The Plethora of Jacob Brumbaugh’s

Jacob Brumbaughs in Washington County, Maryland, & Bedford County, Pennsylvania

Many other men named “Jacob Brumbaugh” lived around the time of this website’s Johan Jacob Brumbaugh (1726 b. Germany-1799 d. Bedford County, Pa., buried on his farm in Maryland), Dunker farmer and Distiller of his 900-acre farm “Resurvey of Claylands Contrivance,” Washington County, Maryland, north of Hagerstown, who died owning 12 additional farms in Bedford County, Pennsylvania.

The four sons of Johannes Henrich Brumbaugh (1709-aft 1761)— (1) Jacob called “Jockel,” (2) Conrad, (3) George called “Yerrick,” and (4) Johannes der Strump Weber (John the stocking weaver)– lived first after 1753 in and around Funkstown (southern border of Hagerstown), Washington County, Maryland, and after the 1780s on farms in Bedford County, Pennsylvania, where some of Johan Jacob Brumbaugh’s descendants also lived; thus, the potential for confusion.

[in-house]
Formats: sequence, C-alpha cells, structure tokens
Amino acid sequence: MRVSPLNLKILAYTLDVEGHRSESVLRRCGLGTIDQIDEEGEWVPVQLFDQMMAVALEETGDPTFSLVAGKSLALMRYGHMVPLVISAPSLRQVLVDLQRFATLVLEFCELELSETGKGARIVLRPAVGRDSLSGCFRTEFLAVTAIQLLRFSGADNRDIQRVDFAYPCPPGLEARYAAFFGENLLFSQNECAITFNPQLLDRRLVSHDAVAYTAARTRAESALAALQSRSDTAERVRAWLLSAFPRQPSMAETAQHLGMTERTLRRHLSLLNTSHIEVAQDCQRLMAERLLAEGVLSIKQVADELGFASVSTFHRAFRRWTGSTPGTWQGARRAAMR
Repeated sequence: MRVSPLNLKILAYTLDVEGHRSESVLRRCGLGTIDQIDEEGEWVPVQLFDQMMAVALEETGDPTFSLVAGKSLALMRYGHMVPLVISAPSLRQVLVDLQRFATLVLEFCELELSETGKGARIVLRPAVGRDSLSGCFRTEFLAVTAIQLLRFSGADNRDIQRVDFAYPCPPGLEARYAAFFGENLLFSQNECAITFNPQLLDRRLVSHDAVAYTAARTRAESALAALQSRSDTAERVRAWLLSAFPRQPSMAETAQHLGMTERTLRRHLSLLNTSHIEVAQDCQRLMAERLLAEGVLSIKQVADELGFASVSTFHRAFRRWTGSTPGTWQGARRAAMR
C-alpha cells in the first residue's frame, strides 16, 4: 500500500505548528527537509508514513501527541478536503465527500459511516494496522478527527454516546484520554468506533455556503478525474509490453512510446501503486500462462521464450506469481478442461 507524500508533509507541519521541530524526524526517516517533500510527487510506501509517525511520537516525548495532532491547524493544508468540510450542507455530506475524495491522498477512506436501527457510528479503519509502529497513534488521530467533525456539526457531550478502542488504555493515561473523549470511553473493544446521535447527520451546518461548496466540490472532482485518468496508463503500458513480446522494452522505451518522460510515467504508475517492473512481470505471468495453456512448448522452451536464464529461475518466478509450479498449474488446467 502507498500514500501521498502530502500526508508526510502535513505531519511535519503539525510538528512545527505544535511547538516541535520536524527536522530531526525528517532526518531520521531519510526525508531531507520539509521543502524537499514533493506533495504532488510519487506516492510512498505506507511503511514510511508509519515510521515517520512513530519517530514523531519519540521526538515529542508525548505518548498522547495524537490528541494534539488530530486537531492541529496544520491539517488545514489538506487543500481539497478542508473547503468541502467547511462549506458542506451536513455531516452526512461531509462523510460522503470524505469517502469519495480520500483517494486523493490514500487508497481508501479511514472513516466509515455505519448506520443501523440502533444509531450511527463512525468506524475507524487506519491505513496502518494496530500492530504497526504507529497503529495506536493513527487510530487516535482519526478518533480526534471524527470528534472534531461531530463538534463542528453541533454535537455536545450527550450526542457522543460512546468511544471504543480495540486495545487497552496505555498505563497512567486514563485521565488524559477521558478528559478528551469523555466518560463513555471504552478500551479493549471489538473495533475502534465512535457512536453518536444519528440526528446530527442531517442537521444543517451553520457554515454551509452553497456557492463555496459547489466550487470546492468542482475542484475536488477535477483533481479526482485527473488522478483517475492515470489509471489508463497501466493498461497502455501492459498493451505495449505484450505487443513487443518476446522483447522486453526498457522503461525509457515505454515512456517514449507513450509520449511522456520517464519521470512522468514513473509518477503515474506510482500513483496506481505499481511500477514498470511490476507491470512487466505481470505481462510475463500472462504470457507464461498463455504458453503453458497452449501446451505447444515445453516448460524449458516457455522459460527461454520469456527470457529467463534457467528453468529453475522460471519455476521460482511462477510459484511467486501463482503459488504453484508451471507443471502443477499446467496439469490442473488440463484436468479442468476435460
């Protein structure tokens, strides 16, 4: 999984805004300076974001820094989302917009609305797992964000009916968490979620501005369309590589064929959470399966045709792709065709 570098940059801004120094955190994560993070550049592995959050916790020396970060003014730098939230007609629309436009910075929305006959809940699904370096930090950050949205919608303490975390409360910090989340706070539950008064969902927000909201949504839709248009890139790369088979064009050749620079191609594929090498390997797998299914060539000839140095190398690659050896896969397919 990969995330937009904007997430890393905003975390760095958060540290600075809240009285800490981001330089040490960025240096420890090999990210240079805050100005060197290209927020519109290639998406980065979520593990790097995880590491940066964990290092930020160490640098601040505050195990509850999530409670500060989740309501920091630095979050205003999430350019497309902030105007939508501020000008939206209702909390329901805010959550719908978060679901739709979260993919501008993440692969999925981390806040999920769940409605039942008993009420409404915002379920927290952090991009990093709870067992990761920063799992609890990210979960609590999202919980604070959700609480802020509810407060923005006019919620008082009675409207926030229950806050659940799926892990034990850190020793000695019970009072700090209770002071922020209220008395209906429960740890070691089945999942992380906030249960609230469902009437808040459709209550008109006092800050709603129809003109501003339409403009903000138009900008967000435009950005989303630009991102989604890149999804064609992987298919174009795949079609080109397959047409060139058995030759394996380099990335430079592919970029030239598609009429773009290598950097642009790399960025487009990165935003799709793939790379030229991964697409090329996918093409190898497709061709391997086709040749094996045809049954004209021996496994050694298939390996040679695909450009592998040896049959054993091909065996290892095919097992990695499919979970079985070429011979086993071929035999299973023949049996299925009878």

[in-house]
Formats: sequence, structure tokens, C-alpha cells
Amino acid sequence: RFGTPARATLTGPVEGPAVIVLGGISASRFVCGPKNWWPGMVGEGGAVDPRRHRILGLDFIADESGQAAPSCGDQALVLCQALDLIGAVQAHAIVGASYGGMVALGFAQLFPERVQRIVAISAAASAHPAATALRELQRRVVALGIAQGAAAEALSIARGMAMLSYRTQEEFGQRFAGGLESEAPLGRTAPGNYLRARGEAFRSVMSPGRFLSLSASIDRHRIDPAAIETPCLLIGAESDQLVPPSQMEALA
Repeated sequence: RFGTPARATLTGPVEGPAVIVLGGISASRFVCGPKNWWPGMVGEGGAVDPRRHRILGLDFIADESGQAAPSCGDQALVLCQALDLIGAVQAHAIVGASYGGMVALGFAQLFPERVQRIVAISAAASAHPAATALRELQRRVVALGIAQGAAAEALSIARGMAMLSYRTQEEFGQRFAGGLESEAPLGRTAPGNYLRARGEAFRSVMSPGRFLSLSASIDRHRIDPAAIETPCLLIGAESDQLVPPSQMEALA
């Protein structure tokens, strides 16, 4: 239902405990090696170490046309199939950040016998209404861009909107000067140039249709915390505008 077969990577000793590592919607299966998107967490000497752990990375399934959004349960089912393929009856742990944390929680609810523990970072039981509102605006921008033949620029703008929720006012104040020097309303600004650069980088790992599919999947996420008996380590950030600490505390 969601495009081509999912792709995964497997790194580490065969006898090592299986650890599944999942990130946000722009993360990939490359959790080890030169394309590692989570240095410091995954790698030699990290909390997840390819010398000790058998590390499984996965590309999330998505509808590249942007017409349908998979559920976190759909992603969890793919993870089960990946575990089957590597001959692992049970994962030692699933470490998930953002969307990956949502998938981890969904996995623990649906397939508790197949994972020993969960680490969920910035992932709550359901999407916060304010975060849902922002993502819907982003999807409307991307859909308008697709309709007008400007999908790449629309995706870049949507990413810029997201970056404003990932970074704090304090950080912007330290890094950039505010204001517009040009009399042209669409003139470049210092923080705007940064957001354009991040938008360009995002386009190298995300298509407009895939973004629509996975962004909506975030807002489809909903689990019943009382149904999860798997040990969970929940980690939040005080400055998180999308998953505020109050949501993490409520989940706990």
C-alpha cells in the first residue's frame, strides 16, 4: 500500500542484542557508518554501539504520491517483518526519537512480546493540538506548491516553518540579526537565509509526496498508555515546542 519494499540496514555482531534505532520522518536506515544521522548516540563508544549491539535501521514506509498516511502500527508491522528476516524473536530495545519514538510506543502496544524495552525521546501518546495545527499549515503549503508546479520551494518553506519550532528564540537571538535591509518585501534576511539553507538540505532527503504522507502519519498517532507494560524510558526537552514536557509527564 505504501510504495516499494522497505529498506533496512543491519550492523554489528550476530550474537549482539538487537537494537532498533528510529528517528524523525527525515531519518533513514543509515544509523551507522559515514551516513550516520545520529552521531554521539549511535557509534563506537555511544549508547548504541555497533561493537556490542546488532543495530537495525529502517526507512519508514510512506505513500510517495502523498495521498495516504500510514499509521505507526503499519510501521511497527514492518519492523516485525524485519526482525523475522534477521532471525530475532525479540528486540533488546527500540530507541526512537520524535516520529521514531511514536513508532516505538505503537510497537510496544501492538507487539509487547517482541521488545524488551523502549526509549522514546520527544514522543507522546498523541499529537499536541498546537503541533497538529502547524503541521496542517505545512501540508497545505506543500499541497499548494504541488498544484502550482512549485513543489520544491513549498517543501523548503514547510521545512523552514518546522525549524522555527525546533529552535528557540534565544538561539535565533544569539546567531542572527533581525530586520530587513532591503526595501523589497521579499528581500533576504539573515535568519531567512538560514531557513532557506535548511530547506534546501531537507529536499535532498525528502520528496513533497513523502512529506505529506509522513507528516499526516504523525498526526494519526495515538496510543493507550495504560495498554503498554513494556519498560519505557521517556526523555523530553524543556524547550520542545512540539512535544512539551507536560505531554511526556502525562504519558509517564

From the Line of Johan Jacob Brumbaugh (1726-1799)

Jacob Brumbaugh Jr. (c 1768-1814 Md.), eldest son of Johan Jacob Brumbaugh (1726-1799)

Jacob Brumbaugh, son of Jacob Brumbaugh Jr. (c 1768-1814 Md.)

Jacob S. Brumbaugh (1800-?) son of John Brumbaugh son of Johan Jacob Brumbaugh

Jacob Benjamin Brumbaugh (1818-?) son of David Brumbaugh (1776-1842)

Jacob Brumbaugh son of John Brumbaugh son of Jacob Brumbaugh Jr.

Jacob Brumbaugh (1825-?) son of David Brumbaugh son of John Brumbaugh

From the line of Johannes Henrich Brumbaugh (1709-aft 1761) (according to a PDF labeled “Descendants of Tilman Brumback,” an ancestor of Johannes Henrich Brumbaugh, a well- researched document of uncertain authorship and origin):